other than these little points I picked up from the unlecture (below) the thing that stuck with me the most was the concept of the internet leaving a mark on the environment. I suppose it’s something we never really think about because so many people see the internet as a “virtual” space, that it’s not a tangible, physical thing –
but actually, it kind of is. while the internet itself is not a physical thing (unlike jen would have us believe, above) it doesn’t mean that it’s not a physical thing in some sense though as, adrian put it, internet relies on energy, if carbon energy was to disappear so would the internet. the point that he made about bandwidth having a carbon footprint stuck with me the most. that every time someone posts a cat video or a selfie, a tree somewhere is probably crying. that every time you upload or download you are destroying the ozone layer. you’re drowning polar bears. you’re making eskimos sad. so stop snap chatting pictures of your breakfast goddamn it, it’s killing the environment!
the internet is a limitless network with no centre – scale free network with dense hubs, will never “burst” or be “too big” – central network is something like a television station or a newspaper
scale free networks have no centre: hubs are important and are defined by how many connections you have in and out, the strength of weak ties (links to links)
six degrees of separation – ‘social media’ – loose connections – bringing the world together ‘small world’
longtail – popular over time vs popular in the here and now
mechanics of scarcity – singling out the popular things (what will sell)
there is not this problem on the internet that is why we have variety
scale free network – scarcity does not exist
long tail – best stuff is right at the end of the tail, the most diversity, need to link down the long tail so it grows
no lecture (or un unlecture) this week, so instead of talking about the lecture, I’m going to talk about all of the things I did instead of going to the lecture, like catch up on other assignments and drink coffee… not really…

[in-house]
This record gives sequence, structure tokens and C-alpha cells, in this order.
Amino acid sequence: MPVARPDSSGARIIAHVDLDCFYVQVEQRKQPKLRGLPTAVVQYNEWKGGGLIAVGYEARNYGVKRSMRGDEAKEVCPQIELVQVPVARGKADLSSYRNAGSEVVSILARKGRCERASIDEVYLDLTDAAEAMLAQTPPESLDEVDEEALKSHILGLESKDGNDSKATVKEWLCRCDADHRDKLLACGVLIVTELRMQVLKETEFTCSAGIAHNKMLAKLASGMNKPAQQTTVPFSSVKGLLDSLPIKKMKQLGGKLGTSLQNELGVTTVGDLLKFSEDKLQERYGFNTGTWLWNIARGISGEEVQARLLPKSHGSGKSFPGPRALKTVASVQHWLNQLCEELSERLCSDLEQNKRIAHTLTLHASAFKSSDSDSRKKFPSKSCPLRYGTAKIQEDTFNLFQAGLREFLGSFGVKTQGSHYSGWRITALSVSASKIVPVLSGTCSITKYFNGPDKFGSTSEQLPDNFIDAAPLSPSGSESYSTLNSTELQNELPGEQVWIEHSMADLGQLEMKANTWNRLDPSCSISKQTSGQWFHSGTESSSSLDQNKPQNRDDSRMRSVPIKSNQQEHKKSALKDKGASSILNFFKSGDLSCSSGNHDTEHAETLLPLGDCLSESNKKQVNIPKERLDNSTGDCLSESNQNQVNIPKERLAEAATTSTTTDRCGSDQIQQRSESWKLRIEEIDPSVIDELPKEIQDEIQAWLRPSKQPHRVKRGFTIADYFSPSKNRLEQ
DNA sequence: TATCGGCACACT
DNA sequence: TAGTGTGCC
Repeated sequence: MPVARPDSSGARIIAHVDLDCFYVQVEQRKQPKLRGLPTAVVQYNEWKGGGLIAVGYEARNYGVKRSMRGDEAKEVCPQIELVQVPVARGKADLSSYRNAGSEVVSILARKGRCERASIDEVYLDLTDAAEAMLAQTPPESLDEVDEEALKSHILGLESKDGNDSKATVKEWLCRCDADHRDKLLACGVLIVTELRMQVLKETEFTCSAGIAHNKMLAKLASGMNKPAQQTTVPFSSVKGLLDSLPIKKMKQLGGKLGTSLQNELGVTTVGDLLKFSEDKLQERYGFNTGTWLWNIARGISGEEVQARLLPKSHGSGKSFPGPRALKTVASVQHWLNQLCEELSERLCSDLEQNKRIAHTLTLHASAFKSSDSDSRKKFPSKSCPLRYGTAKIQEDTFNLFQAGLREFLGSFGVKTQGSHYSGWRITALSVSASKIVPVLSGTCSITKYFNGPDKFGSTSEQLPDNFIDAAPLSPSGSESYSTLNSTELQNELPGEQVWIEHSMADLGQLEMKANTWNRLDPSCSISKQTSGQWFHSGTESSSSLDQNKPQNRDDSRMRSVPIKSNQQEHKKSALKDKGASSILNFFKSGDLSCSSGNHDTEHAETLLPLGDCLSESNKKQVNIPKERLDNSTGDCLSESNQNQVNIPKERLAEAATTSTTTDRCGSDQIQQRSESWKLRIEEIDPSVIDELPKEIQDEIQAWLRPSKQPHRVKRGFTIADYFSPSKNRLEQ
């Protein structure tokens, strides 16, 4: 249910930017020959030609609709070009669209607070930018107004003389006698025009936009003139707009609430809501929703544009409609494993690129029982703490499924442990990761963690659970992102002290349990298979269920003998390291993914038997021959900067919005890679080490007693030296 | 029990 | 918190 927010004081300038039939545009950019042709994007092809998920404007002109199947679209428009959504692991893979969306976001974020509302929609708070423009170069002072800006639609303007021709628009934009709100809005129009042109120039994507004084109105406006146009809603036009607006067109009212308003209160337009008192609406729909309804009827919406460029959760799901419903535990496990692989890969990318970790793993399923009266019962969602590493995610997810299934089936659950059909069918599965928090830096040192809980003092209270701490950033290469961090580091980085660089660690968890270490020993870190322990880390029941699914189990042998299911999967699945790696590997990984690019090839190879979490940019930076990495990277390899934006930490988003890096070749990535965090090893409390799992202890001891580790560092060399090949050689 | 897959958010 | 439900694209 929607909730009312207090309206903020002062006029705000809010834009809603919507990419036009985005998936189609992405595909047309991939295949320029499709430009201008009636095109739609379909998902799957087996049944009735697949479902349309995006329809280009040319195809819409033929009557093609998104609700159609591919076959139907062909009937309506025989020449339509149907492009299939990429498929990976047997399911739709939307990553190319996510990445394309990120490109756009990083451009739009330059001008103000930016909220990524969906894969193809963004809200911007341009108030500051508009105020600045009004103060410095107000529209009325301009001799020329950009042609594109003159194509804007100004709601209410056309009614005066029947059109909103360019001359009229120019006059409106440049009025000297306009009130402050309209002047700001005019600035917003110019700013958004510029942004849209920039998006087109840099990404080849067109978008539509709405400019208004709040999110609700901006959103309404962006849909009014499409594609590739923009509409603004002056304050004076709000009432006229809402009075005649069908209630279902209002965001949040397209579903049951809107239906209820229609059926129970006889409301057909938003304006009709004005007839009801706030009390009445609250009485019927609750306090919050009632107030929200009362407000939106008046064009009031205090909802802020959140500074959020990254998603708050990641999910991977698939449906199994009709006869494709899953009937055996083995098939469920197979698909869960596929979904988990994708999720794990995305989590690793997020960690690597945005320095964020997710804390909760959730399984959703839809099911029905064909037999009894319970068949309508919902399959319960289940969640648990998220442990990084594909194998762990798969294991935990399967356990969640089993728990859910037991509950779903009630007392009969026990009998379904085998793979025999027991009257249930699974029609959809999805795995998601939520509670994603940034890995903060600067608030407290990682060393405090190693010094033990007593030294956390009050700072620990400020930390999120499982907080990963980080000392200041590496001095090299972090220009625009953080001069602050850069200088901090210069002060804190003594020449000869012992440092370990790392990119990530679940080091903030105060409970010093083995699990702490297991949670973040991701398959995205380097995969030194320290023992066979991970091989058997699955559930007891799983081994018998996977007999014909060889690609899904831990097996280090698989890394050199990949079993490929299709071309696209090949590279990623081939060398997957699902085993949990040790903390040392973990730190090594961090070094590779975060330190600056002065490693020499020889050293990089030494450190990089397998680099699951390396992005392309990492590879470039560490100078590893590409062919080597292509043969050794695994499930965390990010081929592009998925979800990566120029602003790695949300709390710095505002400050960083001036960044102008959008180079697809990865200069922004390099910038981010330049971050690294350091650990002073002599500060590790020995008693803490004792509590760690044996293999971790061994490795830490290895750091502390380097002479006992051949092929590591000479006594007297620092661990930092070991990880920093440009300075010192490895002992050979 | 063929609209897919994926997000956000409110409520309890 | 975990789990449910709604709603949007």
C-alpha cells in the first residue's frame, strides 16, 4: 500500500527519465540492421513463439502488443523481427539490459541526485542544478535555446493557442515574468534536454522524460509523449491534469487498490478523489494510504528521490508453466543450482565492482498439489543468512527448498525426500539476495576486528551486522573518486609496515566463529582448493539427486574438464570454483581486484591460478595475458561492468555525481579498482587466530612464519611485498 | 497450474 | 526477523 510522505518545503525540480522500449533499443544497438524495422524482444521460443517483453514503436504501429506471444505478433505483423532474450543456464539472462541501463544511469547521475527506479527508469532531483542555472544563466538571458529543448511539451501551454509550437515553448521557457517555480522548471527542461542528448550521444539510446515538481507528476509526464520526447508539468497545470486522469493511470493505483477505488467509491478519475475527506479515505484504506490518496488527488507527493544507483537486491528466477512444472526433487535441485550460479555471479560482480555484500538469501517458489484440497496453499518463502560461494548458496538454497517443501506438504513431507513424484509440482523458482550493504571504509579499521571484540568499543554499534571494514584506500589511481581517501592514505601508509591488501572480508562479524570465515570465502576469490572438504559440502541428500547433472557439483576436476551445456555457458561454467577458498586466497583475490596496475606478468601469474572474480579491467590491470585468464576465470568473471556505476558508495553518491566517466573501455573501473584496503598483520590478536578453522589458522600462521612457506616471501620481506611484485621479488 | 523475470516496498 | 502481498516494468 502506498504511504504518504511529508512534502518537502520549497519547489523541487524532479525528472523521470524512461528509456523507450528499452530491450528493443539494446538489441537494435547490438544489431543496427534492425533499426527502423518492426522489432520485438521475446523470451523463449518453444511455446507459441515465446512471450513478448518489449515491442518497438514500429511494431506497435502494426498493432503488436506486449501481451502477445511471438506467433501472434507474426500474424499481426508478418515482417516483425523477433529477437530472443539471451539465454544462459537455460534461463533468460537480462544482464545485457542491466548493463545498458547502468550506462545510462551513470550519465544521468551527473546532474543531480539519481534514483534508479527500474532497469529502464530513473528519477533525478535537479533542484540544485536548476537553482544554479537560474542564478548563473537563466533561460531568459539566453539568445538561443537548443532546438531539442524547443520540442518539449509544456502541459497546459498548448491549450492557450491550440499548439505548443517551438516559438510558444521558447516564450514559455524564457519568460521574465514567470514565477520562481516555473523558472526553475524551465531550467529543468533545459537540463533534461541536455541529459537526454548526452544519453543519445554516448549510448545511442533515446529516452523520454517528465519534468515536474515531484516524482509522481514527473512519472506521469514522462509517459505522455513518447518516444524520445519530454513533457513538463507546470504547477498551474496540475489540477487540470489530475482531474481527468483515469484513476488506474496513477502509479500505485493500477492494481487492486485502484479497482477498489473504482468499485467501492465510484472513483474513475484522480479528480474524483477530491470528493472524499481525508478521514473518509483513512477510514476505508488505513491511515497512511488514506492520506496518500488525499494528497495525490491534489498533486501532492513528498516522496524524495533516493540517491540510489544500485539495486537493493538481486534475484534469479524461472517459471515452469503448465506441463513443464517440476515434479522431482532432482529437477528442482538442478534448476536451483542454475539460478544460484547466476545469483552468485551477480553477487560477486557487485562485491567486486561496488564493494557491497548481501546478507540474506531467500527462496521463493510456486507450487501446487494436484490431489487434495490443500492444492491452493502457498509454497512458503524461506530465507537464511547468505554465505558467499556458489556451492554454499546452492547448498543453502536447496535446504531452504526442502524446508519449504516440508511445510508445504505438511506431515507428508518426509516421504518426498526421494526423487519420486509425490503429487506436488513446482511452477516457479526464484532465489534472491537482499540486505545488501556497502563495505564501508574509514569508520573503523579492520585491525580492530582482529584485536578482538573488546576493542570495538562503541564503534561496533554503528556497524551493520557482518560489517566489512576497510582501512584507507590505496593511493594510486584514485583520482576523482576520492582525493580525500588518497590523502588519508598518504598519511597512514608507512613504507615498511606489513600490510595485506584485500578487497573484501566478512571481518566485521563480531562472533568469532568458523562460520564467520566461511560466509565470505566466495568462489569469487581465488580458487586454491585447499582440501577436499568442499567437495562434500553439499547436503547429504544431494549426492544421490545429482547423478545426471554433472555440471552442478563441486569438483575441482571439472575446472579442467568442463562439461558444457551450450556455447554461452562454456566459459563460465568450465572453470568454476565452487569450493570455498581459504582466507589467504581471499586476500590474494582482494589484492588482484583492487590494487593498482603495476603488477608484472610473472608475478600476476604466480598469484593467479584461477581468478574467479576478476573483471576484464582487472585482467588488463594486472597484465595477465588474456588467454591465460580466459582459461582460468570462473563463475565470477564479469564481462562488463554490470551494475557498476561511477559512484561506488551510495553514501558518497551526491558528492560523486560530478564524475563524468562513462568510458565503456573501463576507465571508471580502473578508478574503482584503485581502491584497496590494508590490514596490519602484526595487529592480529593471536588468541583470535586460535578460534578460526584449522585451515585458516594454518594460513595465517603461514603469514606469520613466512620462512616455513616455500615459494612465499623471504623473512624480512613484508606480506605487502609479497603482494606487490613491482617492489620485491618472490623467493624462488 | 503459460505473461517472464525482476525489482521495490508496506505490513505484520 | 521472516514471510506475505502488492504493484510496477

I watched the youtube video adrian linked us to – “the machine is us/ing us”.
the quote about “every time we post or tag photos we are teaching the machine” really stuck with me. in fact so much so that I kind of blurred out the rest of what was being said (and there were some interesting points about web.2 – internet being driven purely by our collaboration and sharing of information/images/content – what the consequences of this were, having to change our perspective on ownership/identity/authorship etc etc etc) back to the point… not important. EVERY TIME WE POST…WE ARE TEACHING THE MACHINE- that could seriously be the tagline for one of those terrible 80’s futuristic horror movies about robots turning evil and society shutting down because of a computer virus… it’s scary that we have created an entity that is so user-driven and reliant on our content these days – that your interaction with the internet is mapped out and documented so that it learns to pre-empt your moves. I posted a photo on facebook once and not only did the internet estimate (correctly) who all of the faces were, but where we were. that’s kind of creepy isn’t it? I have complete albums on my iphoto which are categorised into who the pictures are of, and I didn’t even do this myself, my computer automatically hooked itself up to facebook and did that. if all of this activity is going on beneath the surface, without us even realising, then is anything safe? every person you see in today’s society has some form of iphone (or smart phone). and I am CERTAIN (might call me paranoid, but hey) that someone somewhere is in a big apple building, tracking our every move. where we are at any given moment, what we like, who we talk to, the lifestyle we lead… there’s already companies on the internet who can taylor specific advertising campaigns at specific audiences through monitoring their internet usage, what’s to say this can’t happen with our smart phones? i’m sure there’s apps in the background of our phone doing all sorts of things that it doesn’t advertise – recording our conversations, our passwords…and one day, other bodies will have access to this information, probably for a small price… think of it as life-hacking. and think of how bad of a tool it could be in the hands of, say, a serial killer?
there is my old lady rant about the internet and how it is ruining life for today.